OT _The Thief_ - SPOILERS...

Gross Family argross at bigpond.net.au
Thu Mar 7 21:24:40 EST 2002

I wrote:

> > I've just finished reading _The Thief_ -- thanks to everyone who
> > recommended
> > it! I had a similar reaction to that described by someone--sorry, I know
> > longer have the post and can't remember who--in that up until
> > about halfway
> > I felt, "Well, this is OK but it's not *that* good." By the end
> > of the book
> > I had fallen in love with the semi-Greek setting, the characters,
> > everything. I have to agree with Melissa's comment about the
> > author's having
> > to cheat in order to surprise the reader. It's find for an author to
> > withdraw information as long as the clues are hidden in the text, but
> > it's cheating to withhold information that the protagonist
> > already has, that
> > the first-person narrator is deliberately hiding from the reader.

Anita wrote:

> just a bit of spoiler space, although I do try not to give too much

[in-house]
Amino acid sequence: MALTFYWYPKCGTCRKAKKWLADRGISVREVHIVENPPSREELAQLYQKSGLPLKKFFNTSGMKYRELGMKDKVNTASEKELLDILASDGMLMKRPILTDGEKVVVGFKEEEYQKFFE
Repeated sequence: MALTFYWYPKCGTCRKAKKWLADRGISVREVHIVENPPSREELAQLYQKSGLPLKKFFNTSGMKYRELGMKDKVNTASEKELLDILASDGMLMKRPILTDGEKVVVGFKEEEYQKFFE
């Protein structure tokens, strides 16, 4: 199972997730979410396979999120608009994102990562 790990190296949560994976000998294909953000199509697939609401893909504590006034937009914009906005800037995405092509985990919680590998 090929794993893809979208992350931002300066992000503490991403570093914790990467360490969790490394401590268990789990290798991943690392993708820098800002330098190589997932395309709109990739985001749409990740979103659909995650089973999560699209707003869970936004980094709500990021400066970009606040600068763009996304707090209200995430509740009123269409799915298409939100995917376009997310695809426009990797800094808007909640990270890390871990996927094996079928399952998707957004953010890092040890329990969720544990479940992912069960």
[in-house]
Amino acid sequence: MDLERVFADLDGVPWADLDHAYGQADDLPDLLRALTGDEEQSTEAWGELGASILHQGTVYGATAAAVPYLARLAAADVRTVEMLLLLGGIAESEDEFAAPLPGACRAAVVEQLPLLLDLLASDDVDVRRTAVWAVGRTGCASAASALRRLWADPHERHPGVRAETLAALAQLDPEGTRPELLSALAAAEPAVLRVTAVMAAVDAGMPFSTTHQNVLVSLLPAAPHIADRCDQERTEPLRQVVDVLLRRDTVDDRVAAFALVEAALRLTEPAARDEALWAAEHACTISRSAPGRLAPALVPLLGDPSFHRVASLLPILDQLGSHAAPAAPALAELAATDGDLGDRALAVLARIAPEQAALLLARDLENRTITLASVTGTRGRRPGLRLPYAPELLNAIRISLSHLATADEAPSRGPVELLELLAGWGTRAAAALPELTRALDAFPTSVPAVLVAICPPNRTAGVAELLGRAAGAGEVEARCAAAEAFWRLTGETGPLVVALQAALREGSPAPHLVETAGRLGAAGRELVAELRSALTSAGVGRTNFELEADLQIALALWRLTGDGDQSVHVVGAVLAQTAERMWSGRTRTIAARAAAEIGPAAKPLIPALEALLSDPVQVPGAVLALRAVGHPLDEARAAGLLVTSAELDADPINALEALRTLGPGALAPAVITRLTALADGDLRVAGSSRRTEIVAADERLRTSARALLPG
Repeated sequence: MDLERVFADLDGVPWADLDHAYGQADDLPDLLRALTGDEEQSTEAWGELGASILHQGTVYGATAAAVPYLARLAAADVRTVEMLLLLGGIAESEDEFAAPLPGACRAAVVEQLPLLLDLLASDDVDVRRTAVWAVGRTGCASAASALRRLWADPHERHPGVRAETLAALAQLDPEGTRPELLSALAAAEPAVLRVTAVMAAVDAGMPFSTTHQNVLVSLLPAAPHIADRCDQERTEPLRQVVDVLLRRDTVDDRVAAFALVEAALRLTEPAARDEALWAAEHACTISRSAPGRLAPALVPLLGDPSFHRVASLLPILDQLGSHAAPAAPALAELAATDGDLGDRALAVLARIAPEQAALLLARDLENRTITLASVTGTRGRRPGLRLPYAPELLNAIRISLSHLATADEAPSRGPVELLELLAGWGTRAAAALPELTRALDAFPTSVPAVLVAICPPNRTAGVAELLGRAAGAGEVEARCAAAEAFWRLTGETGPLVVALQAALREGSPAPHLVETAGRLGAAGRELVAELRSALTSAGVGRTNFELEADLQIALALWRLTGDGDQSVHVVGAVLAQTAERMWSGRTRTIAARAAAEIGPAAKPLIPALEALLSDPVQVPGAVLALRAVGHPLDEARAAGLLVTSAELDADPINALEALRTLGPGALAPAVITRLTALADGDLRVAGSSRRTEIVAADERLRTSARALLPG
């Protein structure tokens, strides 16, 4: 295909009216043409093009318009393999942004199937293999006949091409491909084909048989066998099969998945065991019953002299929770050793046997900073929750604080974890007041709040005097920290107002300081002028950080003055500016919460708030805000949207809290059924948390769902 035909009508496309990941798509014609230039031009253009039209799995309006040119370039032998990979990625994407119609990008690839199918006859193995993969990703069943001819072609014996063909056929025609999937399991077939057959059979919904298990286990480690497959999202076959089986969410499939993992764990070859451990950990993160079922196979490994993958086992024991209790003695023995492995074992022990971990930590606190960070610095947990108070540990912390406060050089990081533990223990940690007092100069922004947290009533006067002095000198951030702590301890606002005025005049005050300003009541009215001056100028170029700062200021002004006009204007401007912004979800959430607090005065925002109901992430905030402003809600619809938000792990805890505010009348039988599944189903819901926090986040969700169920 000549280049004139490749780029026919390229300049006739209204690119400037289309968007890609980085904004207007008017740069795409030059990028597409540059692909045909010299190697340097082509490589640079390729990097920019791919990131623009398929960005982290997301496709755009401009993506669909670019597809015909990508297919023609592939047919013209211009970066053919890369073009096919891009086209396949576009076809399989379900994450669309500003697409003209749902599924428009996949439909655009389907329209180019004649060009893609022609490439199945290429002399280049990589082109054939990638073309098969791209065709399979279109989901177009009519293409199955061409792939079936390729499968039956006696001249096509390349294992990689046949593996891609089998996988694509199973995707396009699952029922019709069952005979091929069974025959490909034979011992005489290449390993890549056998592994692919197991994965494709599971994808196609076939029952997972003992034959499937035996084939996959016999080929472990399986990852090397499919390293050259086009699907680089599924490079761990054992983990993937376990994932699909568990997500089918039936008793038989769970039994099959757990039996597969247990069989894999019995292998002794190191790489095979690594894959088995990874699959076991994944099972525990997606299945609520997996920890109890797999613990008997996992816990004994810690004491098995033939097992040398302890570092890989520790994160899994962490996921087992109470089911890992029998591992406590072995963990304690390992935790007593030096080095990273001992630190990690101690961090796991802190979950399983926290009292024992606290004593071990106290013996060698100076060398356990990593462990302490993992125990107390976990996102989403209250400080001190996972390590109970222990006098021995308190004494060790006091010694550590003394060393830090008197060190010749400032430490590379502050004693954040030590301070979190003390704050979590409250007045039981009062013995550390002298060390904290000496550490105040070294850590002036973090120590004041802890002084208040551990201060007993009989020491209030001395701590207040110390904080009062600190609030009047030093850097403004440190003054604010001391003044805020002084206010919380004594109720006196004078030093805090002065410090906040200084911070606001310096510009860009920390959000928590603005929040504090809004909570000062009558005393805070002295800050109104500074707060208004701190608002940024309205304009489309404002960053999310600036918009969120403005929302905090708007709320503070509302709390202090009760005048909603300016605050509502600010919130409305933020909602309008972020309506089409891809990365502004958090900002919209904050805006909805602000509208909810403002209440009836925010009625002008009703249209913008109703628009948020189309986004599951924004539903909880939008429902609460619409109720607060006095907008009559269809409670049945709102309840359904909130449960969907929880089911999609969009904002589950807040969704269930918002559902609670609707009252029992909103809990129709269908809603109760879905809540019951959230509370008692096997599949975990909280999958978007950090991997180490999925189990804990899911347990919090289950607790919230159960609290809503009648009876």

> I'm not sure about the cheating. OK, we're never told that he is (.. who
> is .., for the sake of spoilers), but there are more and more clues as the
> book goes on. Remember he was not only deliberately hiding it from the
> reader, but from all the other characters too. I liked the semi-Greek
> setting, and the names too.

Even more spoiler space......

I'm still not convinced that having a narrator writing in first person
hiding his identity from the reader,  isn't a kind of cheating. I wasn't
only referring to Gen's identity, though--I didn't explain (because of
spoilers) that I meant it to apply also to the fact that Gen also had stolen
the stone a second time and had it safe all along. Even though I absolutely
loved the book--I do want to stress this--I can't help feeling that hiding
*that* piece of information from the reader when the book is written in
first person does strike me as...I'm not sure whether the word is cheating,
but I feel that it's doing something that's not fair to the reader. The fact
that I loved the book maybe invalidates what I'm saying. I'm not entirely
easy with the technique she used, though.

> I particularly liked the way in which his encounter with Hephestia et al
> changed him.

Yes, I loved that, too. There was a wonderful sense of the numinous in those

> BTW, I can pick up the Queen of Attolia from Dymocks in Subi (suburban
> Perth) tomorrow, so it's out in Aus.

Thanks for telling me that--I now have a copy as well.


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